Tedâ€™s Bulletin adding 14th Street location
Capitol Hill hotspot Tedâ€™s Bulletin will open a second location on Monday, adding another new dining option to busy 14th Street. Located at the corner of 14th and Swann streets, the new Tedâ€™s will serve breakfast (all day), lunch and dinner in a 1930s-style dining room with 160 seats. The diner is known for comfort foods including grilled cheese sandwiches made with Wonder Bread and served with tomato soup; meatloaf with a ketchup glaze; and homemade pop-tarts. The latter will be part of a bakery operation also featuring gourmet doughnuts, pastries and cookies. â€œSince opening up the first Tedâ€™s in 2010, we have had our eye on this neighborhood,â€? said Drew Kim, one of the partners in matchboxfoodgroup, which also owns all of the areaâ€™s Matchbox restaurants. Located at 1818 14th St., Tedâ€™s Bulletin will be open 7 a.m. to 10:30 p.m. Sunday through Thursday and 7 a.m. to 11:30 p.m. Friday and Saturday.
As a matter of policy, The Current corrects all errors of substance. To report an error, call the managing editor at 202-567-2011.
The Current Wednesday, August 14, 2013
Logan Circle ANC issues parking proposal By KAT LUCERO Current Staff Writer
The Logan Circle advisory neighborhood commission is pushing a series of parking recommendations aimed at solving one of the areaâ€™s most daunting problems. The commission unanimously passed four parking proposals last week, including one that addresses the long-running parking tensions between Sunday churchgoers and residents. That recommendation proposes a formal process for making normally off-limits parking spots available not only to the crowds that flock to Logan Circleâ€™s multiple churches each Sunday, but also to other types of community groups. Commissioner Walt Cain noted that the city has already made significant progress in working to open up a number of spots, some owned by private entities, for churchgoers. He said the D.C. Department of Transportation has also shown â€œan extraordinary willingness to work with community groupsâ€? in developing plans for their own parking needs. The commissionâ€™s community development committee, which Cain chairs, helped develop the parking recommendations over the past few months. Another proposal suggests centralizing the cityâ€™s parking enforcement under one office â€” the Department of Public Works â€” so there will be a uniform set of rules. Currently, the Public Works Department enforces parking Monday through Saturday, while the Metropolitan Police Department takes over on Sundays. According to Cain, the police department doesnâ€™t enforce the rules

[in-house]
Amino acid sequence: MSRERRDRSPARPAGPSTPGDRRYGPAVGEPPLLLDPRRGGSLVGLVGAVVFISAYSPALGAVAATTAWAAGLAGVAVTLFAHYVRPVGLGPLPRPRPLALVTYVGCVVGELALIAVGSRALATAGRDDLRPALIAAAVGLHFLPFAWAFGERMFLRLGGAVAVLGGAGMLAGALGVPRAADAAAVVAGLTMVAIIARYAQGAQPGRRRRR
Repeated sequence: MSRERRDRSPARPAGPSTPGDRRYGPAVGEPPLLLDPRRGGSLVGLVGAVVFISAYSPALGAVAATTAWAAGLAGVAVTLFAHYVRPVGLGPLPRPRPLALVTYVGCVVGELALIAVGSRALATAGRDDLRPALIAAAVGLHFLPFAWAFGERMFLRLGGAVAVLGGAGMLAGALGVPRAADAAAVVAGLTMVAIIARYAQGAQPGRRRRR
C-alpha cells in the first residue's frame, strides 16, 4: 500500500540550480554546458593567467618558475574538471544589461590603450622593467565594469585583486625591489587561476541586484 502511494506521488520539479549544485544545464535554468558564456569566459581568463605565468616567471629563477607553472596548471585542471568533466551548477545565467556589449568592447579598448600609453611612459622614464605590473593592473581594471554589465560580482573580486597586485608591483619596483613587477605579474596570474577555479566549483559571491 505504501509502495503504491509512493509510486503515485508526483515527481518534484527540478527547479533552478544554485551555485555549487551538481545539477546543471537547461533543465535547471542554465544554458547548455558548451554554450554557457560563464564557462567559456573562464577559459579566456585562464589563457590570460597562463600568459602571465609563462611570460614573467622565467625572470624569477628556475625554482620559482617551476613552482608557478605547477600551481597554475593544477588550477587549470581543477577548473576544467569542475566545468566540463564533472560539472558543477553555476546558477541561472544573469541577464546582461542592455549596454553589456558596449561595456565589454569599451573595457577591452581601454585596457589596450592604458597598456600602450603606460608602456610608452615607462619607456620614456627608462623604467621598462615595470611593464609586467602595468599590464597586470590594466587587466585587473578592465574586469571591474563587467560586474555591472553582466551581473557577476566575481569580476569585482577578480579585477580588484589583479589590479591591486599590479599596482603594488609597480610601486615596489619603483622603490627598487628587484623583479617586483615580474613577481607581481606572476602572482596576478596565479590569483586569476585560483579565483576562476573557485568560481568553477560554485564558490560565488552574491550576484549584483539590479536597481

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the way the other agency does. â€œIn conversations with MPD, they essentially said, unless you call and report these incidents, theyâ€™re not going to enforce parking,â€? said Cain. â€œThat leads to kind of a real lack of enforcement on Sundays in comparison to other days of the week.â€? The third suggestion encourages the city to continue its Enhanced
â??In conversations with MPD, they essentially said, unless you call and report these incidents, theyâ€™re not going to enforce parking.â?ž â€” Commissioner Walt Cain Residential Parking Pilot Program, which restricts one side of a block to residents, leaving the other available to other cars. The community development committee noted that residents should be made aware that if a sufficient number on their block object, they can opt out of the program. The last recommendation is for the commission to consider a visitor parking program prior to implementation of the D.C. governmentâ€™s planned citywide version. But just last week, the Transportation Department announced that it was launching that citywide program, a development Cain described yesterday as an â€œinteresting wrinkle.â€? â€œWeâ€™re in the process of evaluating and determining if the plan is something weâ€™re amenable to,â€? he said. A series of community forums,